Ryanair has not ruled out making a further attempt to take over Aer Lingus despite having an attempt blocked by the European Court of Justice.


However, the court ruled that the Irish no frills carrier could retain its 29.8% shareholding in Aer Lingus.


The European Commission had refused to permit Ryanair’s hostile £1.48 billion bid, saying a monopoly for flights from Dublin airport would be created.


Aer Lingus had wanted Ryanair to be forced to offload its shares in the company, first acquired after its privatisation four years ago.


Ryanair chief executive Michael O’Leary welcomed the ruling which confirmed that his airline cannot be forced to sell its stake in Aer Lingus.


He warned that the ruling preventing Ryanair’s takeover bid threatened the long term viability of Aer Lingus.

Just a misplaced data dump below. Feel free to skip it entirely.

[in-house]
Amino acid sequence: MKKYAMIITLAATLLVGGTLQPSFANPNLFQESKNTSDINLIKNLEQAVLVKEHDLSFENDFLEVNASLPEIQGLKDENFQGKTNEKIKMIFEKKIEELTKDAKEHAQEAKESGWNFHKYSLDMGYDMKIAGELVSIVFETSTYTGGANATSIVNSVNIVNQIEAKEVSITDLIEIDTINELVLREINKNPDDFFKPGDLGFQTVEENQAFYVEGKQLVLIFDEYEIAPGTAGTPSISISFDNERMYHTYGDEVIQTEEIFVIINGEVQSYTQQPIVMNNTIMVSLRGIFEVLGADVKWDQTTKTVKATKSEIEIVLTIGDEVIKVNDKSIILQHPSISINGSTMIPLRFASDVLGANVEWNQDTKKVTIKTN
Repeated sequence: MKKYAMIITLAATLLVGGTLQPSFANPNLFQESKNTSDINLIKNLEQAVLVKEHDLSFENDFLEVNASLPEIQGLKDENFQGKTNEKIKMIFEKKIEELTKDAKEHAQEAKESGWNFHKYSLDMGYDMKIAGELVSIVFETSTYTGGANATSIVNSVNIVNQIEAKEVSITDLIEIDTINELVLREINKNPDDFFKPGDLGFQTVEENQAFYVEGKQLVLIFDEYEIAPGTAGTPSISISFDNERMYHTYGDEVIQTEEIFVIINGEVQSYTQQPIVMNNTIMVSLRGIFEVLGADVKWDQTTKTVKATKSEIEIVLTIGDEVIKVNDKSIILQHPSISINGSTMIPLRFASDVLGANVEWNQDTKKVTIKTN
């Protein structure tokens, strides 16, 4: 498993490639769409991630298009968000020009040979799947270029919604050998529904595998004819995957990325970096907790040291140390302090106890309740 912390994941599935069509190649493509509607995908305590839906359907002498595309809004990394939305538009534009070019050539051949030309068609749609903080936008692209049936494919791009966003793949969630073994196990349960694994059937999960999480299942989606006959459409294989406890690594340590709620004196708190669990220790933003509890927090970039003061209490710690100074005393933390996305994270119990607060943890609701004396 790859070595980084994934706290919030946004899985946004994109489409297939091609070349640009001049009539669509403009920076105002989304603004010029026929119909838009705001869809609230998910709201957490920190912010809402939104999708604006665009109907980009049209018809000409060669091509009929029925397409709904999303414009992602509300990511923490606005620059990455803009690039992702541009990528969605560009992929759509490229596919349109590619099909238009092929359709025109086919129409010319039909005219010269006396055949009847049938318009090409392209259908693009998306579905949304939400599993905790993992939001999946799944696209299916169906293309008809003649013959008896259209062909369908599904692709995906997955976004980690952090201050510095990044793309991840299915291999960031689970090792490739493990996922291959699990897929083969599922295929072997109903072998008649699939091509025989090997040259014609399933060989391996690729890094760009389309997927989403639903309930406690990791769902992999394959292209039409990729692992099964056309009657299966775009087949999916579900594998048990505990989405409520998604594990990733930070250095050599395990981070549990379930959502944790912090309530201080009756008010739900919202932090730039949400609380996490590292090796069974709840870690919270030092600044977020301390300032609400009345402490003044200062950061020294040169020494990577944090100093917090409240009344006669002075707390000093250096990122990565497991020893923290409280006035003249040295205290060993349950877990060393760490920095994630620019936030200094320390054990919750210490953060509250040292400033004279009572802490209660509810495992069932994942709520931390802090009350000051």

But any further offer would have to be subject to the court’s 125-page judgment.


“This will not prevent Ryanair making a future offer for Aer Lingus, but obviously any such offer will have to take account of the court’s detailed ruling,” said O’Leary.


“Ryanair has no immediate plans to make a third offer for Aer Lingus, which in any event would be unlikely to succeed unless the Irish Government decides to sell its 25% stake.”
 
He added: “We continue to believe that the long term financial viability of Aer Lingus can only be secured as part of one strong Irish airline group, particularly when the rest of Europe’s airlines are consolidating to three main flag carriers, led by Air France, British Airways and Lufthansa and two large low fares carriers, Ryanair and easyJet.


“Unless Aer Lingus finds a strong airline partner then we believe it is doomed to fail because it can’t compete with Ryanair’s low fares, customer service or scale.”